Posts Tagged ‘moon’

The Light Side of the Moon Rewrite is finished!

So I finished the rewrite of The Light Side of the Moon!!! Huzahh!!! 


Rosie thinks I over use the words: “picked up” so she’s checking out the Thesaurus.

I send it back to 48Fourteen  today, I hope they like it.

While I was worried about word count, but ended getting it at 118,000 words which is in the high end of 48Fourteen publishable zone–but at least its in it! Also I’ve seven deleted scenes once we find out The Light Side of the Moon’s final fate.

Since many authors might wonder doing a full rewrite is like: here is everything that changed.

One of the issues was the work was too episodic, so after reading my feedback emails, I basically decided I needed to write out a “mission” sentence.

Note this is not an elevator pitch, but it tells me what the book is about: Five people of different castes will journey to the moon and work to build a utopian society out of a prison colony.

In every scene, I asked myself: does it fit with the story?

The original book was over 80 chapters, I got it down to 47.

While some chapters were unneeded, I also ended up combining chapters. I had too many “dialogue chapters” when I could just added important dialogue to chapters when more action was going on.  I also need to add to five chapters in order to make them transition to the next part of the novel.

I rewrote the first five chapters from the beginning. While Ellie and Ian’s stories didn’t change too much in overall plot, I made sure that the other important character’s motivation was much more clear, added richer description. The other thing I did was double check everything. Placement of the colony, German and French swearing, etc.

I’m conflicted about writing this next part, but it was amazing how many people wanted to help–and didn’t.  I made a decision after I got my feedback from my publisher that I needed another POV. Everyone basically told me I was wrong. They told me to cut Mr. Johnson and Theodore Kessler POV’s though I knew I needed them. I got to the point where I asked a few friends if I could talk out some of my questionable chapters. The POV was not my question! Instead of listening–they kept talking. Worse, they were telling me things that were opposite to what my publisher said. If someone has a problem they ask to talk out: shut up and listen!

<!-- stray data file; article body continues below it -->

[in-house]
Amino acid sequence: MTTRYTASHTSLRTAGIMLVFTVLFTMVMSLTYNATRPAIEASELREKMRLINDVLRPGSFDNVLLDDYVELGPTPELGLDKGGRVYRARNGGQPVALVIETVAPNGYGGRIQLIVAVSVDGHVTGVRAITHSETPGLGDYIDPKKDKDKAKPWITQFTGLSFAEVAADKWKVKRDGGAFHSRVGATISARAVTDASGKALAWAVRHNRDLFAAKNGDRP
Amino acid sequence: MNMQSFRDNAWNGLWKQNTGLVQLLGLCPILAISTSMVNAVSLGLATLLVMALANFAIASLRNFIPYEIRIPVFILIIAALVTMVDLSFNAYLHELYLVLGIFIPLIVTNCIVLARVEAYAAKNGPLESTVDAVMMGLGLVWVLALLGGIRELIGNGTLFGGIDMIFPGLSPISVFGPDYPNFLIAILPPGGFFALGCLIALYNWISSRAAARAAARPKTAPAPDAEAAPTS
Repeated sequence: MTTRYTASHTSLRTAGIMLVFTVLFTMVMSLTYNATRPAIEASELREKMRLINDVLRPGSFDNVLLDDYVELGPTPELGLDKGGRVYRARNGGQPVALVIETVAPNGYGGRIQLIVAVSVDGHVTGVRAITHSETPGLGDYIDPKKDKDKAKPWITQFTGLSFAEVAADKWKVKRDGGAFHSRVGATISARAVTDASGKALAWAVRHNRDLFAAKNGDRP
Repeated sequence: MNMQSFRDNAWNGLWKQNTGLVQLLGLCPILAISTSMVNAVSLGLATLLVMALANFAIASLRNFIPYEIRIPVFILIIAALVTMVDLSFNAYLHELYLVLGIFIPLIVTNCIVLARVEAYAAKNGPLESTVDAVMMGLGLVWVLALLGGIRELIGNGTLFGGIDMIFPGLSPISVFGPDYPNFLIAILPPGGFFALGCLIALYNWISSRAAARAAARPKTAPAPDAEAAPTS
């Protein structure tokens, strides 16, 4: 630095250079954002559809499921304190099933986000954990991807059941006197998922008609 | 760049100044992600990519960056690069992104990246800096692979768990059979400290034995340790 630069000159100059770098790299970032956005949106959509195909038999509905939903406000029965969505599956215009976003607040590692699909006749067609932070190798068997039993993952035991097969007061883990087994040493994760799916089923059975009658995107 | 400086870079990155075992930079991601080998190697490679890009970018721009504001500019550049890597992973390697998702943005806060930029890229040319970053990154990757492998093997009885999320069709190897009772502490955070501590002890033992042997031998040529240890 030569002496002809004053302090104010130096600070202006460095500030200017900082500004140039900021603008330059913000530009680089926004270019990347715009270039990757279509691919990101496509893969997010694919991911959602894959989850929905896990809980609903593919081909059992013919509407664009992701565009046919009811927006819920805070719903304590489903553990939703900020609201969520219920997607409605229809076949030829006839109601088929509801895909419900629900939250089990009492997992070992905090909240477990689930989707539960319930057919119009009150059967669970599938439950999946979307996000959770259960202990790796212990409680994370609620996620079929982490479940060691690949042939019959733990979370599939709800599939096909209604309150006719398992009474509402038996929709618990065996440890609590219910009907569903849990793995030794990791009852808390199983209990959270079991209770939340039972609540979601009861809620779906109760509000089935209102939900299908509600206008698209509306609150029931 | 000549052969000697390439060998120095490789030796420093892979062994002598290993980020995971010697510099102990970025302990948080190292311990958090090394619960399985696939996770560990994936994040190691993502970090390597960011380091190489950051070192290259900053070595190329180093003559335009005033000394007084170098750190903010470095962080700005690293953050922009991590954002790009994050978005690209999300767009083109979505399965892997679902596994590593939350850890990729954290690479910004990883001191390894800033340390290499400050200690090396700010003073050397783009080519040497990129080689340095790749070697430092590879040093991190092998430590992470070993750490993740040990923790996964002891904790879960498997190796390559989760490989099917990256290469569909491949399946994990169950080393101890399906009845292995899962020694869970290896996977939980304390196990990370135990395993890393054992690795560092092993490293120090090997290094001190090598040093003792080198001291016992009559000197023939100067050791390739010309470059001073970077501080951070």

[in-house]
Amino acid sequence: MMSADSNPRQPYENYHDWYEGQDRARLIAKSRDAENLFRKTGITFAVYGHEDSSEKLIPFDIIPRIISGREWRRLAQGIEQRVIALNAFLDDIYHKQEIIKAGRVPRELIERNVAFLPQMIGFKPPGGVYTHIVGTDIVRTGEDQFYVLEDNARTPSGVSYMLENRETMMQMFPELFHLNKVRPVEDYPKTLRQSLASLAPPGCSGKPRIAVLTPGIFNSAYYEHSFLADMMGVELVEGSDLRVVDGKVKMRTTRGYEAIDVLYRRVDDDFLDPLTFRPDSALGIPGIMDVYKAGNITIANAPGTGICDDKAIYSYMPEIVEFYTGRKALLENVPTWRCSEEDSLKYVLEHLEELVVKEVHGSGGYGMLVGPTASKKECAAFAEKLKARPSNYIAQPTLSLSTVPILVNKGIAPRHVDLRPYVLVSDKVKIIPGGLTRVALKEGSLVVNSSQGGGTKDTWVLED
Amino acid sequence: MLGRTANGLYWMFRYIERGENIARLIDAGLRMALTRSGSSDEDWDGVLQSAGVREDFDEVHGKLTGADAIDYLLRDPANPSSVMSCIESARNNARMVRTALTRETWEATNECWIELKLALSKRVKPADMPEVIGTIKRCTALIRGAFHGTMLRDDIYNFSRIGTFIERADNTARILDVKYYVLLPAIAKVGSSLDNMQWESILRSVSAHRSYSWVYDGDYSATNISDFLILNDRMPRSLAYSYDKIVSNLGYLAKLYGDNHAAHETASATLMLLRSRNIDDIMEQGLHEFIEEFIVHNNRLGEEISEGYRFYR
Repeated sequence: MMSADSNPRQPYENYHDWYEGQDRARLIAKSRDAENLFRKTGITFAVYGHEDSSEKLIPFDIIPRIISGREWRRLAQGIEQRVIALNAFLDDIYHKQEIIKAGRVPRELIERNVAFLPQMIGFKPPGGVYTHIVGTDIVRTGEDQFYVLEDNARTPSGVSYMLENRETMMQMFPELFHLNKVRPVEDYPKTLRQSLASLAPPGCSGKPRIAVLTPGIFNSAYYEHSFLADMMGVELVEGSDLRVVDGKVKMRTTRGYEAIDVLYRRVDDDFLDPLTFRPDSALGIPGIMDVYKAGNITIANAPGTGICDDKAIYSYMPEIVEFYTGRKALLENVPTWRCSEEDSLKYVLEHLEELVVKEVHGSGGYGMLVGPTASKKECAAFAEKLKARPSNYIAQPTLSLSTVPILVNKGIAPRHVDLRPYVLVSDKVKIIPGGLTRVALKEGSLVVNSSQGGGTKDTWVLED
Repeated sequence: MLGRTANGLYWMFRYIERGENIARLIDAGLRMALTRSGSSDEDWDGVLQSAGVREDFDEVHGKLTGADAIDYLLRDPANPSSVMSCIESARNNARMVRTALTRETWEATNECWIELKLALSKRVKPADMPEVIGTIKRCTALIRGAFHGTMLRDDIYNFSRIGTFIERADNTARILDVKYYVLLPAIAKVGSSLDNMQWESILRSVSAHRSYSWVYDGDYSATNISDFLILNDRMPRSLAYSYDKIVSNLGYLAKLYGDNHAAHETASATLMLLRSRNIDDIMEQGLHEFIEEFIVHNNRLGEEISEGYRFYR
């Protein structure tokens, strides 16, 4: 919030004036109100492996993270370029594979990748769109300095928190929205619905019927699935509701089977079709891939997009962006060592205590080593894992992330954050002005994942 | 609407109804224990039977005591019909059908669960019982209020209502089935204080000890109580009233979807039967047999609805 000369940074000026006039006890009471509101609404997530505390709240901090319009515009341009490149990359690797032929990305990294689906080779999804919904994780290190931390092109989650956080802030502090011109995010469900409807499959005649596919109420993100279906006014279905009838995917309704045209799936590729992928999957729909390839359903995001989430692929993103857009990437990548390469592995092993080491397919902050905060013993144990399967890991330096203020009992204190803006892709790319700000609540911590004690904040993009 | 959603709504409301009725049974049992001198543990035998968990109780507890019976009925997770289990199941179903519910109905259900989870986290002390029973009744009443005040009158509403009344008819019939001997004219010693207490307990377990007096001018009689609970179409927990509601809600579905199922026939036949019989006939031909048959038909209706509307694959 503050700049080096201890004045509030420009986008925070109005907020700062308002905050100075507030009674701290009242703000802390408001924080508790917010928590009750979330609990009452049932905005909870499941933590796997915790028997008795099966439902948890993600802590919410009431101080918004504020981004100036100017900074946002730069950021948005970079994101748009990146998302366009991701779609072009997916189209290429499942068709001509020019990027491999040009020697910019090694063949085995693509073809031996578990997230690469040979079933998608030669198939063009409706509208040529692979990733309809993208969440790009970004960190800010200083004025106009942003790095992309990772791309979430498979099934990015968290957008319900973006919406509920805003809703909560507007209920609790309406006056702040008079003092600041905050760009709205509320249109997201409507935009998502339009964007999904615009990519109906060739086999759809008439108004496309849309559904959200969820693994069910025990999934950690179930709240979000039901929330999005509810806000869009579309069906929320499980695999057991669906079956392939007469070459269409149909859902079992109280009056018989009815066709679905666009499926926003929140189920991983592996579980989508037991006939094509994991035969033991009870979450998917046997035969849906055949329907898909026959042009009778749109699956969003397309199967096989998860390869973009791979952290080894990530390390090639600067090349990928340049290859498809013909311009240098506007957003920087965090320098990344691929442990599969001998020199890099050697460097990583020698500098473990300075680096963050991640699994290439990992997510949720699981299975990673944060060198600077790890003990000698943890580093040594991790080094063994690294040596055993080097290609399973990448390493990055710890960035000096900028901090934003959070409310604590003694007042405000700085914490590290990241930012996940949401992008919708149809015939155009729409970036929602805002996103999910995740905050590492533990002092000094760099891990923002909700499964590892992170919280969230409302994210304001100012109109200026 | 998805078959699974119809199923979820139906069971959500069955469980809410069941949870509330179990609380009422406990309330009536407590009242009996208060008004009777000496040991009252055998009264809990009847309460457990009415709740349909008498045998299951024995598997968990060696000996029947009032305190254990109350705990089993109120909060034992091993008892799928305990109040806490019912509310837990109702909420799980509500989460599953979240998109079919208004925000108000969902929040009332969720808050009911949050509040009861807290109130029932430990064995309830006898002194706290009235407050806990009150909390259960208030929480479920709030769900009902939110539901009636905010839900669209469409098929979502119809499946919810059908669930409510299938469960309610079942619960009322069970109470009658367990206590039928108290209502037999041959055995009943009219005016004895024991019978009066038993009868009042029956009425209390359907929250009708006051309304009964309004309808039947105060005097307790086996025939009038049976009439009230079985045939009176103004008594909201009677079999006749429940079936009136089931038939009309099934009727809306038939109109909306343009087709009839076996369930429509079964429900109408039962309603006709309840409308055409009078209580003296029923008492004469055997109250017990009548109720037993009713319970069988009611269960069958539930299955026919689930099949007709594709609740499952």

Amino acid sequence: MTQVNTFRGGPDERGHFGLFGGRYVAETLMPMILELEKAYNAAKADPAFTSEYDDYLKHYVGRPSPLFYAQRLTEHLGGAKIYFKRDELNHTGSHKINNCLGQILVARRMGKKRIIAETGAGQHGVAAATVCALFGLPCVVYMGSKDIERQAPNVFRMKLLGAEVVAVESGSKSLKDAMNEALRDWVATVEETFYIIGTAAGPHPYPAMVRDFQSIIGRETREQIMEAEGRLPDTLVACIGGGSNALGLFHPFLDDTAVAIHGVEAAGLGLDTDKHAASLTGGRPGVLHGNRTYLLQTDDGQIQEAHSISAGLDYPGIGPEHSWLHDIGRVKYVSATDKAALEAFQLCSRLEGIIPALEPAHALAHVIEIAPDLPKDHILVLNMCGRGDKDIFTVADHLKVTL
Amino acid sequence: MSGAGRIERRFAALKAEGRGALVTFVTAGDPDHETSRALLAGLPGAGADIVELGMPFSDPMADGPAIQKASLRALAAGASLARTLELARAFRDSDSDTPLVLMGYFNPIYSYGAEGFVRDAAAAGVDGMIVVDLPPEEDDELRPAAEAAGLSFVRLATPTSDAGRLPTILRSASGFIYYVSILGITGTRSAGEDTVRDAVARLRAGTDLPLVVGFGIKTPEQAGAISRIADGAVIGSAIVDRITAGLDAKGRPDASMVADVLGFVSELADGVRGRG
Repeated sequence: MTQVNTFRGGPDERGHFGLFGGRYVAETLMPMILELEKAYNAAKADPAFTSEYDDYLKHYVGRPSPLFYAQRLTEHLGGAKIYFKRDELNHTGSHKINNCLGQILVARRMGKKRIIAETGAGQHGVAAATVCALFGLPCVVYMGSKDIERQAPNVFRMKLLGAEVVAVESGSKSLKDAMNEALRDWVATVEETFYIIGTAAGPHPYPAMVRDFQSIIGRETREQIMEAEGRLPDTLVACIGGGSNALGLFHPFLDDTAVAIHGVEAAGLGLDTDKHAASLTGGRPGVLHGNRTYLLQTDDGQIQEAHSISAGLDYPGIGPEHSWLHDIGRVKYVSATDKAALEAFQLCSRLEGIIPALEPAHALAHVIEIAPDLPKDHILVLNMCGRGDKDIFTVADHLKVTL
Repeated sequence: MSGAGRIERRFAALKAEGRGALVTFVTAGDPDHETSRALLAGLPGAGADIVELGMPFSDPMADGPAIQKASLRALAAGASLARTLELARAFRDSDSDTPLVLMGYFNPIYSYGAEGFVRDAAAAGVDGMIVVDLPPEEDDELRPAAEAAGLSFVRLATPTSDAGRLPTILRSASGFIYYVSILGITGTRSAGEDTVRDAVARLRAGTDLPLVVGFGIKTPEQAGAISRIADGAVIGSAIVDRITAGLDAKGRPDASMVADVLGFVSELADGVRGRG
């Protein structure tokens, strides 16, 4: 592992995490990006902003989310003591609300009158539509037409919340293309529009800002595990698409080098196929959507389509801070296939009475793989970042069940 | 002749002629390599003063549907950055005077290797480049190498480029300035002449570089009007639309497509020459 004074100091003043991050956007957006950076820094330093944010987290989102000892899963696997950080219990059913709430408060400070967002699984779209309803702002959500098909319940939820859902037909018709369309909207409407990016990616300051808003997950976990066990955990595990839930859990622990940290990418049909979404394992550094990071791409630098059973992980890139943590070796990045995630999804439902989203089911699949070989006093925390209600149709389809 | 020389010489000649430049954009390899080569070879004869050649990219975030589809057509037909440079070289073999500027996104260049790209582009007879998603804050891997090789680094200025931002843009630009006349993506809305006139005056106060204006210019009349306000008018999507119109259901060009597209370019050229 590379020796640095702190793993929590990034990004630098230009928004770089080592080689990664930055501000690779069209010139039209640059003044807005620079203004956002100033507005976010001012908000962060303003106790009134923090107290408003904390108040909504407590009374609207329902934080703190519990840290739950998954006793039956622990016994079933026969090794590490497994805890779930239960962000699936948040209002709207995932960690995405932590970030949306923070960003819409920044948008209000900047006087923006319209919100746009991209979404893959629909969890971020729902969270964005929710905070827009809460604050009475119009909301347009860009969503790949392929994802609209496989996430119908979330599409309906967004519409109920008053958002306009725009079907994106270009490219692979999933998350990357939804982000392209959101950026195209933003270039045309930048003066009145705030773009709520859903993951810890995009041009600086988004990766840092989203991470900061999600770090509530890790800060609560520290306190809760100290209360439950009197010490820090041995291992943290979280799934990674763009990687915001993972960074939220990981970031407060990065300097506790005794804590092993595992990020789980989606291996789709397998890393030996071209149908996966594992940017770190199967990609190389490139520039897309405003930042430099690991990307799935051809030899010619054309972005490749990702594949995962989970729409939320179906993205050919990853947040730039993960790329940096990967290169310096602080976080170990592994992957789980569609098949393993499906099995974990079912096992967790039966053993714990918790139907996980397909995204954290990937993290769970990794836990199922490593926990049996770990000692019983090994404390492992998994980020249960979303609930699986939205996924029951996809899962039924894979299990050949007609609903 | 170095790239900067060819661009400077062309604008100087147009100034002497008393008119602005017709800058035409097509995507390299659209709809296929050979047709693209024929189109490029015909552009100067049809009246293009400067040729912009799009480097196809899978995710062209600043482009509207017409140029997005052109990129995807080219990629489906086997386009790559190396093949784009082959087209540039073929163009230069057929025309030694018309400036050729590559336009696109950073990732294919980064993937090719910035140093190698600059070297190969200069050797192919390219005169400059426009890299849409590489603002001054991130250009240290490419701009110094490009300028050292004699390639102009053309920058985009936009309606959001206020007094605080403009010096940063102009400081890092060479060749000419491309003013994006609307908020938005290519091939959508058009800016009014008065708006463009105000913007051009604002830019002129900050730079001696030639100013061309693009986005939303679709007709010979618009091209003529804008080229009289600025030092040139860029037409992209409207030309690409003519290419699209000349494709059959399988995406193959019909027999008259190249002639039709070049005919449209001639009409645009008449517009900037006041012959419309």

Authors, you need to do to reach your readers and explore your world’s themes–do it! That doesn’t mean all your words and ideas are gold, but it does mean sticking to your guns.

Finally, one of my worse writing habits is “fixing the sentence” but forgetting to take out the problem word, so I used Grammarly  chapter by chapter.  Then I re-read the entire manuscript aloud.

I got my feedback letter on March 28th, the entire rewrite took me nearly four months. Of course, who knows? My book still might not be what 48Fourteen is looking for, but it is the story I want to tell.

Vote for the Title for Other Systems #2

Anyone who has been following my updates, know that I have been working on Other Systems #2. I have been playing with titles and just wondered  if anyone wants to vote on it!

Here are your options:

1) Other Systems: Lift

2) Other Systems: Reach

3) Other Systems: Divergence

Feel free to answer in the comments….and if anyone has any other ideas let me know… if someone comes up with something really good, you will be acknowledged in the book and you will get a free signed copy when it comes out.


Book 2’s prologue begins with Ian, a young English boy who lied to his mother in order to undergo the testing. When a Kiposi officer informs  his parents that he has been chosen, his father strikes him. However due to his mother’s tears, Ian decides to stay behind.